The three candidates vying to complete the year as Toledo District 4 councilman all promise swift and effective action on a perceived recent escalation of crime in central Toledo and the Old West End.
Paula Hicks-Hudson, who was appointed to the seat in January, Alfonso Narvaez, and Terry Shankland are on the ballot to complete the unexpired term of Michael Ashford, who was elected to Ohio’s 48th House District seat. The term runs through December, and there will be a primary election in September if more than two candidates seek the new term starting in January.
Ms. Hicks-Hudson is a 59-year-old Democrat and lawyer who has worked as a Lucas County assistant prosecutor, legislative director for Toledo City Council, and chief legal counsel for the Ohio Office of Budget and Management through the end of the Strickland administration.
Her opponents are Mr. Shankland, 65, a Democrat who owns a catering business and has run several times for council but never won an election, and Mr. Narvaez, a 19-year-old Republican who is a student at Lourdes College in Sylvania.
Ms. Hicks-Hudson, who lives on Robinwood Avenue, organized a community meeting last week in her district in response to a growing feeling that crime and gang activity are rising. She said the election is about her ability to continue the work she started.
“There is a quality-of-life issue, and the crime is a part of it but is also about the delivery of city service to residents,” Ms. Hicks-Hudson said. “We need to understand who is actually doing the crime. There is one thought that it’s just juveniles, but you also have young adults 18 to 25.”
Mr. Shankland of Islington Street said not enough is done to address crime and gangs.
“[On a recent night] at 2:30 a.m., a gang walked down the middle of the street screaming and yelling,” he said. “I called the police and that goes right next to a dog barking. We have a curfew in the city of Toledo that goes unenforced; we have a noise ordinance that is unenforced … and nobody downtown seems to understand, including the police and council, that we don’t start at a shooting and bank robberies.”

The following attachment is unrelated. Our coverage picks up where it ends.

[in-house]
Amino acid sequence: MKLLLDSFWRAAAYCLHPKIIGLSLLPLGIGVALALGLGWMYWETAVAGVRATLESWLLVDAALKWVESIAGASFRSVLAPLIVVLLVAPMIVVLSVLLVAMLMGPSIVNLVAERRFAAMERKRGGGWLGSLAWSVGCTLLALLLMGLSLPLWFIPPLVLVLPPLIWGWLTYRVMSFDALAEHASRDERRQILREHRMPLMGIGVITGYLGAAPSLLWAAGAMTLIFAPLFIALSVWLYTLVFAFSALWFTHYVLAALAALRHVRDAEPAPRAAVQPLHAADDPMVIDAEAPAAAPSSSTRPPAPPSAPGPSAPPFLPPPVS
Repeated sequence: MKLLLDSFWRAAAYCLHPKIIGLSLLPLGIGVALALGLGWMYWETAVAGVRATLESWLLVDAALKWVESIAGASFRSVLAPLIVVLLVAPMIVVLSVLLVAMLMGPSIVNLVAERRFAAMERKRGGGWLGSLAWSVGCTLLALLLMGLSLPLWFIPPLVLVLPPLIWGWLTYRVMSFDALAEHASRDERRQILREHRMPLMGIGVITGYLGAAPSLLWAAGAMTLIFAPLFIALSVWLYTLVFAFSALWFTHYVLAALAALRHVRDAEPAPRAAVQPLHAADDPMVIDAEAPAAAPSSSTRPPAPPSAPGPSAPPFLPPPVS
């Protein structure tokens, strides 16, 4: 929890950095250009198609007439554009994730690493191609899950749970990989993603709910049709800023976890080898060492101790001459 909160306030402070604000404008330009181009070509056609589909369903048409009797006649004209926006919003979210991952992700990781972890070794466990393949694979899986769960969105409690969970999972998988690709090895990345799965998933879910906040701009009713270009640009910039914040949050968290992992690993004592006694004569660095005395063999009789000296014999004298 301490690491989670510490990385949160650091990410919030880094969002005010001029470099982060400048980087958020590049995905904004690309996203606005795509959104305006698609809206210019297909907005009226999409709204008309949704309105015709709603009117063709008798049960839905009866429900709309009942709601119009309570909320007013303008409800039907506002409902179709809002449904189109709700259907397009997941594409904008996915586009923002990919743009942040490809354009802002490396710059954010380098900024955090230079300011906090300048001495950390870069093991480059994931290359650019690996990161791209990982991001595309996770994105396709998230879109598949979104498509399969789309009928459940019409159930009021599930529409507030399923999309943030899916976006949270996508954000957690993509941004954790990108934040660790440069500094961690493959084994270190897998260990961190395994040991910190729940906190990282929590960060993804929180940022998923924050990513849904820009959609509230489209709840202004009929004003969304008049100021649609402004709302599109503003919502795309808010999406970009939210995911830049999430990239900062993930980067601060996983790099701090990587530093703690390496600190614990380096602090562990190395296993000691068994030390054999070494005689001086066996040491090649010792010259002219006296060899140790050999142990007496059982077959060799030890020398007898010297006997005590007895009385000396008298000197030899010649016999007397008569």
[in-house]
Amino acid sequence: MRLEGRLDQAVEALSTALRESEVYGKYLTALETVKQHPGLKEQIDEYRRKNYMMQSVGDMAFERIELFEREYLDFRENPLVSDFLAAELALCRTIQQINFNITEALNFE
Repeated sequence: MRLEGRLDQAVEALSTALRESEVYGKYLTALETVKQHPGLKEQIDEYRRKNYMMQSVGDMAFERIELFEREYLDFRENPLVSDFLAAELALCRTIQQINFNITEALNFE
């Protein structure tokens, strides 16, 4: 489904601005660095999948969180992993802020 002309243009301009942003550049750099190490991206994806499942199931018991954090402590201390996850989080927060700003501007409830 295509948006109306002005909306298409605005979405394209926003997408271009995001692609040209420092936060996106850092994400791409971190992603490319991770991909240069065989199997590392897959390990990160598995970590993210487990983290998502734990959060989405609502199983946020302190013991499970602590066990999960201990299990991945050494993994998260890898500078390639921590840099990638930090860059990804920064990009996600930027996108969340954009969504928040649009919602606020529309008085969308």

Mr. Shankland is one of Toledo’s perennial candidates. He has run for mayor and been on the ballot for both at-large and the District 4 council seats several times over the past two decades.
In 2005, he said that year’s race for one of six at-large council seats would be his last. But Mr. Shankland, known for his fondness for hats and colorful statements, couldn’t resist the call to seek an elected city office and entered several more races.
Mr. Narvaez of Ontario Street said residents of the district are frustrated with the crime.
“The reason I am running is simple: With the amount of violence in my neighborhood, it is time for someone to step up and give his attention,” he said. “It’s disturbing to have something like that and nothing be done. There were two shootings and three structure fires within a two-block radius in December and January. There is a continuous occurrence of violence … and the residents I talk to are frustrated.”
District 4 voters have traditionally elected a Democratic councilman, but Mr. Narvaez said he is unconcerned about political parties or age. “I am going to give better representation for these residents,” he said. “It’s a matter of thinking outside the box.”
District 4 includes downtown, the Old West End, and parts of north and central Toledo.
Contact Ignazio Messina at: email@example.com or 419-724-6171.
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